• Sometimes media organisations are part of a system change.
• The war in Ukraine has reminded the audience of the values of fact-based and balanced journalism.
• We should call a duck a duck (and not be blind to facts).

“How the Federal Government Deals with Disinformation”.
Targeted false information is another form of warfare, apart from the use of weapons and sanctions. This fact calls on ministries and agencies to act. Christiane Hoffmann is the First Deputy

Christiane Hoffmann

Spokesperson of the Federal Government in Germany and explained in this event responsibilities and measures of the Federal Government and on the European level. A central role is played, for example, by the European External Action Service, which lists current cases of disinformation from Russia on its website EuvsDisinfo.eu. Pointing to the subversive intentions of disinformation to intimidate the population and undermine their sense of security, Christiane Hoffmann entered into conversation with the participants. The focus was on forms of anti-Western narratives, Hoffmann’s experience of switching from journalism to public relations, and the government’s attitude towards fact-checking media outlets. “Of course, as a government we do a lot to monitor and expose disinformation, but we cannot do it alone. We need the support of non-governmental organisations, academic research and independent journalism to fact-check and make people aware of the danger of disinformation. Journalists control functioning democracies,” Hoffmann said.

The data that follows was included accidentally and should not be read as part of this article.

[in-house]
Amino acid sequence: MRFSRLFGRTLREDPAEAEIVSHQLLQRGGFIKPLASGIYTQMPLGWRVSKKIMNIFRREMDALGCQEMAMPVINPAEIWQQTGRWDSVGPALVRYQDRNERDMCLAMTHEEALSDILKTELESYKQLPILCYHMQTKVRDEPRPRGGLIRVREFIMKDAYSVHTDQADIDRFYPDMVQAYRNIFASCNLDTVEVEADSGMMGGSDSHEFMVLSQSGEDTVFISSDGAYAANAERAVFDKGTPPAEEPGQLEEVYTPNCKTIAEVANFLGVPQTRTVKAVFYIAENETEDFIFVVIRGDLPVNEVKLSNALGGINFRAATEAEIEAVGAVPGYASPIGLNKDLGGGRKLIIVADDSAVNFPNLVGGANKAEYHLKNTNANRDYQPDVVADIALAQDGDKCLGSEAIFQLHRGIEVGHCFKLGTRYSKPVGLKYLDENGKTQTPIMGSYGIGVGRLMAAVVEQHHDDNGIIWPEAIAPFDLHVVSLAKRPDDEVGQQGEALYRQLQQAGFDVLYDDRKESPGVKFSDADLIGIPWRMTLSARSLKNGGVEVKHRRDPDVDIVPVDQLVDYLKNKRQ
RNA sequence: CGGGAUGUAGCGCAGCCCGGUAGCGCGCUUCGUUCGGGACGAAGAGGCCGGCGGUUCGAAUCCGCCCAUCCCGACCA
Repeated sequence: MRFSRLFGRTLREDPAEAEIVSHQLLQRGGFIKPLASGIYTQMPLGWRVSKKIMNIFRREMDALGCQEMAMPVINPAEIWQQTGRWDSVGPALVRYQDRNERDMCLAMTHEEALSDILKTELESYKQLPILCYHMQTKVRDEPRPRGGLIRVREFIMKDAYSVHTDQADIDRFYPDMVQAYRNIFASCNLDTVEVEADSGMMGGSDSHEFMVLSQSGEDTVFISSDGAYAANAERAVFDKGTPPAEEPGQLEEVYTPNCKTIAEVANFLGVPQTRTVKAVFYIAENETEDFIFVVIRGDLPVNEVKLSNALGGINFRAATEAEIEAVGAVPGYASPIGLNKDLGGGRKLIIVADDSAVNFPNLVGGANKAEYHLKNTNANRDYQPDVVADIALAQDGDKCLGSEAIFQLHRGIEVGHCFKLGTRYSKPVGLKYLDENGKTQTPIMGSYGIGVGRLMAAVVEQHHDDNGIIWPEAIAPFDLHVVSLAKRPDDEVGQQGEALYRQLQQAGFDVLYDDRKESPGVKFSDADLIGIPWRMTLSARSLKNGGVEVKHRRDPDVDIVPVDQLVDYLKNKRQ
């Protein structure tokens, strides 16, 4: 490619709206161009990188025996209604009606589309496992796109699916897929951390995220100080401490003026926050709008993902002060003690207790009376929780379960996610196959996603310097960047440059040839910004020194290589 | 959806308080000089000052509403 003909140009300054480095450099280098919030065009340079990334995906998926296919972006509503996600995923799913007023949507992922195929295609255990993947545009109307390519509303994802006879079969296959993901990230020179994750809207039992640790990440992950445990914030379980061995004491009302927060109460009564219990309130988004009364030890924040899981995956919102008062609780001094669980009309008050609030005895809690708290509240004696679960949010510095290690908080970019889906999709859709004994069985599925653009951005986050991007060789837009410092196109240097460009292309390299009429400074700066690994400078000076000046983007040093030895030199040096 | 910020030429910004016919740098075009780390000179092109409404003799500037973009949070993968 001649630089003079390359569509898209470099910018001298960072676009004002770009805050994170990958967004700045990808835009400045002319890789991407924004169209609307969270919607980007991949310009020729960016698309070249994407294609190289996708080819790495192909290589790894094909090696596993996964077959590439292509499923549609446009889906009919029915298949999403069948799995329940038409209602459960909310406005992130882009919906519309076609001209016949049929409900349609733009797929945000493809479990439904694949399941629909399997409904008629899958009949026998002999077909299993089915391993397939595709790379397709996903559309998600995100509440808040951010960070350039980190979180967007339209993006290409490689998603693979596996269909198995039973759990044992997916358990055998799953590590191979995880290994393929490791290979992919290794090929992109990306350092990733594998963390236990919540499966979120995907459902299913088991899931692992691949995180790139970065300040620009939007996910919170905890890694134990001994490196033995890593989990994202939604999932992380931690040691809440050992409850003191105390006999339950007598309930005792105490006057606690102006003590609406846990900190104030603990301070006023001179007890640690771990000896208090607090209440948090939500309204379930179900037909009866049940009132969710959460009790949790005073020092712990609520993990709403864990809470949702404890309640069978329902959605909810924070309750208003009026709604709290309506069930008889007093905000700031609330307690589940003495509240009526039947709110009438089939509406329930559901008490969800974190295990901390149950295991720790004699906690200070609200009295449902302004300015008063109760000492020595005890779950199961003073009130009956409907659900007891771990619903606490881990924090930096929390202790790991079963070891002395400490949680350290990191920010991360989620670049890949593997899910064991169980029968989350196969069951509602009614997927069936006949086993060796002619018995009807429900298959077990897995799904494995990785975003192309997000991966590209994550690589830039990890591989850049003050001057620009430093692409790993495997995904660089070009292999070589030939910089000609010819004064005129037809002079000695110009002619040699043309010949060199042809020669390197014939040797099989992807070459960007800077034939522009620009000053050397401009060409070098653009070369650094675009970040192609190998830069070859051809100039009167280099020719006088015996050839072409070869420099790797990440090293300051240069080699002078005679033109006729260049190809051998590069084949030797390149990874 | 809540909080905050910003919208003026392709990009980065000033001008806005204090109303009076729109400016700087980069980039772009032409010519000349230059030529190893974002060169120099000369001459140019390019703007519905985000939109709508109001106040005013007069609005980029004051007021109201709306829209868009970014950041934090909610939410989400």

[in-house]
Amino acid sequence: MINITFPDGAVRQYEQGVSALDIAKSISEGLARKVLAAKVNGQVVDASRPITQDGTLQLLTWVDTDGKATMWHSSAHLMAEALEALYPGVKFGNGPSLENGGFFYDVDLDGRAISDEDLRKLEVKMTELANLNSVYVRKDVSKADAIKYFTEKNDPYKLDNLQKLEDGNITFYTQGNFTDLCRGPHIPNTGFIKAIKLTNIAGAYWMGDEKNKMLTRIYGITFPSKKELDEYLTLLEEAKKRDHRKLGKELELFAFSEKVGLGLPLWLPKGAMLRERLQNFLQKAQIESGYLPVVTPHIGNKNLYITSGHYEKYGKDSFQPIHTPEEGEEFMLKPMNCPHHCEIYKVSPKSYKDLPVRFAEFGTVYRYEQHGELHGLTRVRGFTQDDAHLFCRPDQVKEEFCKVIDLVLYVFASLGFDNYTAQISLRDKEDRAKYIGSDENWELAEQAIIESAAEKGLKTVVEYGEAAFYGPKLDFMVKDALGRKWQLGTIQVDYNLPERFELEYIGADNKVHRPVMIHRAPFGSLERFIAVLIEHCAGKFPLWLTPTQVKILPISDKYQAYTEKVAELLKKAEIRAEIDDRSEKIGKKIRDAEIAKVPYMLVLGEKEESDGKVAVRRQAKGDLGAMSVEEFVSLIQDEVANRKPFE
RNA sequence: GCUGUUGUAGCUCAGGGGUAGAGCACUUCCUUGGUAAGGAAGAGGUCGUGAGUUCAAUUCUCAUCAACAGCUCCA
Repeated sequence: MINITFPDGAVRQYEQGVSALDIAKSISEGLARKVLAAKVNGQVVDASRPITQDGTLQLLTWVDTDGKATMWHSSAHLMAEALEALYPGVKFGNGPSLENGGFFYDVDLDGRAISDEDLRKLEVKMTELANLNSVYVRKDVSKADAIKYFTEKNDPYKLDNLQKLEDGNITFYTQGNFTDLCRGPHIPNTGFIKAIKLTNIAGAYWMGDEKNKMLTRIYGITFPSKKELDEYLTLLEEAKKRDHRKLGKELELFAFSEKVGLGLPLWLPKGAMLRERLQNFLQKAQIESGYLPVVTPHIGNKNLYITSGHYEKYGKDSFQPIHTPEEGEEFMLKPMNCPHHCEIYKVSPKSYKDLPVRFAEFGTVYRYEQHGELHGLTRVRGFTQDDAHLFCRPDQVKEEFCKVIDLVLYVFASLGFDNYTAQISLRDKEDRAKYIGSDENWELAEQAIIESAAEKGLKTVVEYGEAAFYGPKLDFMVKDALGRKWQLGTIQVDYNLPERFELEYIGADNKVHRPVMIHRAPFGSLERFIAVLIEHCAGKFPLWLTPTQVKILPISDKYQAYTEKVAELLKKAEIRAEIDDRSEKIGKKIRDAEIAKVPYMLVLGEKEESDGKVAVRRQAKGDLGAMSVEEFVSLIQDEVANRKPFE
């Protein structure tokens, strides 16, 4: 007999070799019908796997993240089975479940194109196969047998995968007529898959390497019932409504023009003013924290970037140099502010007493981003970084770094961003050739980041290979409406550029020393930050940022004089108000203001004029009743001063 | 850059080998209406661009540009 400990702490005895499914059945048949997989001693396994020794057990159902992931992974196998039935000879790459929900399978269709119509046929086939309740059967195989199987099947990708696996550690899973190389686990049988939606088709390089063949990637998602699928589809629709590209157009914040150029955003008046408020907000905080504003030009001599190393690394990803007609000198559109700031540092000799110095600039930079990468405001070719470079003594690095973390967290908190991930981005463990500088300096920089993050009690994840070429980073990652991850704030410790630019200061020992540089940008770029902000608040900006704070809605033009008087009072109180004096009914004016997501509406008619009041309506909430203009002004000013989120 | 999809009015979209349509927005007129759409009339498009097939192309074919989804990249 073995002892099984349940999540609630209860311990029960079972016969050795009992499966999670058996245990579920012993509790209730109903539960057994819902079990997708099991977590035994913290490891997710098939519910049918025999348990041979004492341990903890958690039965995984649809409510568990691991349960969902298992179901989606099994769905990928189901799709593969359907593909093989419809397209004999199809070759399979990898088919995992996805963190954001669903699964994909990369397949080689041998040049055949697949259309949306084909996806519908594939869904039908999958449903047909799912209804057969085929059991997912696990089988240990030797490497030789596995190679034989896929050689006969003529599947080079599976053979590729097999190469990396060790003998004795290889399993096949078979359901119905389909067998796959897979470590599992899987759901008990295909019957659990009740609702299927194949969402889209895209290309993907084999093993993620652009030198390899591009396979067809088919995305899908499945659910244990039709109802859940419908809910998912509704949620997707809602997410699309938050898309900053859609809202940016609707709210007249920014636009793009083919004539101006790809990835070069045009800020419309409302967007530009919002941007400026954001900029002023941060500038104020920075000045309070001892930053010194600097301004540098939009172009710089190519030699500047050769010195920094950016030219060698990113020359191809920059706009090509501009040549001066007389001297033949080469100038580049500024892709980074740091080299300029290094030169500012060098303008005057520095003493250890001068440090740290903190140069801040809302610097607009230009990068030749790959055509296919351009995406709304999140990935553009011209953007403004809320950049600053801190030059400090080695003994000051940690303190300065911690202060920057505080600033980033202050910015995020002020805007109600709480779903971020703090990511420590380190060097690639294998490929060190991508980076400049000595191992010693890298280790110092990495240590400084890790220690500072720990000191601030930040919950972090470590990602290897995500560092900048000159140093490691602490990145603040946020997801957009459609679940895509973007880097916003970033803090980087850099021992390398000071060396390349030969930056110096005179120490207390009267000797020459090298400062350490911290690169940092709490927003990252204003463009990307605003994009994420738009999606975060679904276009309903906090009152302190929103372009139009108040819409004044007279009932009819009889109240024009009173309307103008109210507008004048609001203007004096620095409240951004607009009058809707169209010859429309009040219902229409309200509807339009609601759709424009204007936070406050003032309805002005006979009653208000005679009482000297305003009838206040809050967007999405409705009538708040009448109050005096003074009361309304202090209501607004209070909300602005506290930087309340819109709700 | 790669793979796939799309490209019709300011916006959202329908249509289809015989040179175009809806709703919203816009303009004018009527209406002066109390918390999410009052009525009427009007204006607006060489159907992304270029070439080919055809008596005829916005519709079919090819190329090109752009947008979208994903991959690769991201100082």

• Instead of suppressing Russian propaganda, the German government focuses on supporting liberal, independent media in Germany.
• According to Christiane Hoffmann, it is much more effective for the German government not to ban content, but to try to get people to think critically and show what the government thinks. Taking action against certain content or media outlets could have the opposite effect and attract more attention.
• Freedom of speech and expression is a great value, even if it sometimes leads to misinformation/disinformation.
• Governments have departments to fight and monitor disinformation.
• Governments need to work with civil society in the fight against misinformation.

“Excursion: Visit to Storymachine”.
On the last day of the seminar in Berlin, participants visited Storymachine, a social media agency founded in 2017. Co-founder Philipp Jessen led the group through the company’s headquarters, which 100 years ago housed a variety theatre. The gallery, theatre hall and original murals have been preserved to this day and give the agency, which employs around 100 people, a special flair. The tour was followed by insights into the company’s crisis management, which also included how to deal with misinformation and its possible effects on companies. Participants also gained insight into Storymachine’s guidelines for managing potential crisis scenarios.